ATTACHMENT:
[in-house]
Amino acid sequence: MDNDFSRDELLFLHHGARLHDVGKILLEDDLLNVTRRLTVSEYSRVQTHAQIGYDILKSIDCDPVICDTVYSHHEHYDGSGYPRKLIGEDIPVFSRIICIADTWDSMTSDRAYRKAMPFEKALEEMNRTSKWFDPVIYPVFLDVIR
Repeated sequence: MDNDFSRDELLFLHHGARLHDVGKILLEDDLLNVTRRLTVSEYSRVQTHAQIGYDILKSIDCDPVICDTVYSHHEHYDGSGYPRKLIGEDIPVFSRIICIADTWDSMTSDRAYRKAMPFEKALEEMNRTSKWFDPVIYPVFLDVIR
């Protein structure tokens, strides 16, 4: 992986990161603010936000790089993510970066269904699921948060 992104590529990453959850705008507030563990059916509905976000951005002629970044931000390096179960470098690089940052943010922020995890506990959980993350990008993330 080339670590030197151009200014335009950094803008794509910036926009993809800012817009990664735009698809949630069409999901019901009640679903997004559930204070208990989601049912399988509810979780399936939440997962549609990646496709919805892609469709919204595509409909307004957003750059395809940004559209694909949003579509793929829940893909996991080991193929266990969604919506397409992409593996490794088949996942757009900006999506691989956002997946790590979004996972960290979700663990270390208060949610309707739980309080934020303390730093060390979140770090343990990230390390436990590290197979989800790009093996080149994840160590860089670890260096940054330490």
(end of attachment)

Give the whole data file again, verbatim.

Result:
[in-house]
Amino acid sequence: MDNDFSRDELLFLHHGARLHDVGKILLEDDLLNVTRRLTVSEYSRVQTHAQIGYDILKSIDCDPVICDTVYSHHEHYDGSGYPRKLIGEDIPVFSRIICIADTWDSMTSDRAYRKAMPFEKALEEMNRTSKWFDPVIYPVFLDVIR
Repeated sequence: MDNDFSRDELLFLHHGARLHDVGKILLEDDLLNVTRRLTVSEYSRVQTHAQIGYDILKSIDCDPVICDTVYSHHEHYDGSGYPRKLIGEDIPVFSRIICIADTWDSMTSDRAYRKAMPFEKALEEMNRTSKWFDPVIYPVFLDVIR
């Protein structure tokens, strides 16, 4: 992986990161603010936000790089993510970066269904699921948060 992104590529990453959850705008507030563990059916509905976000951005002629970044931000390096179960470098690089940052943010922020995890506990959980993350990008993330 080339670590030197151009200014335009950094803008794509910036926009993809800012817009990664735009698809949630069409999901019901009640679903997004559930204070208990989601049912399988509810979780399936939440997962549609990646496709919805892609469709919204595509409909307004957003750059395809940004559209694909949003579509793929829940893909996991080991193929266990969604919506397409992409593996490794088949996942757009900006999506691989956002997946790590979004996972960290979700663990270390208060949610309707739980309080934020303390730093060390979140770090343990990230390390436990590290197979989800790009093996080149994840160590860089670890260096940054330490």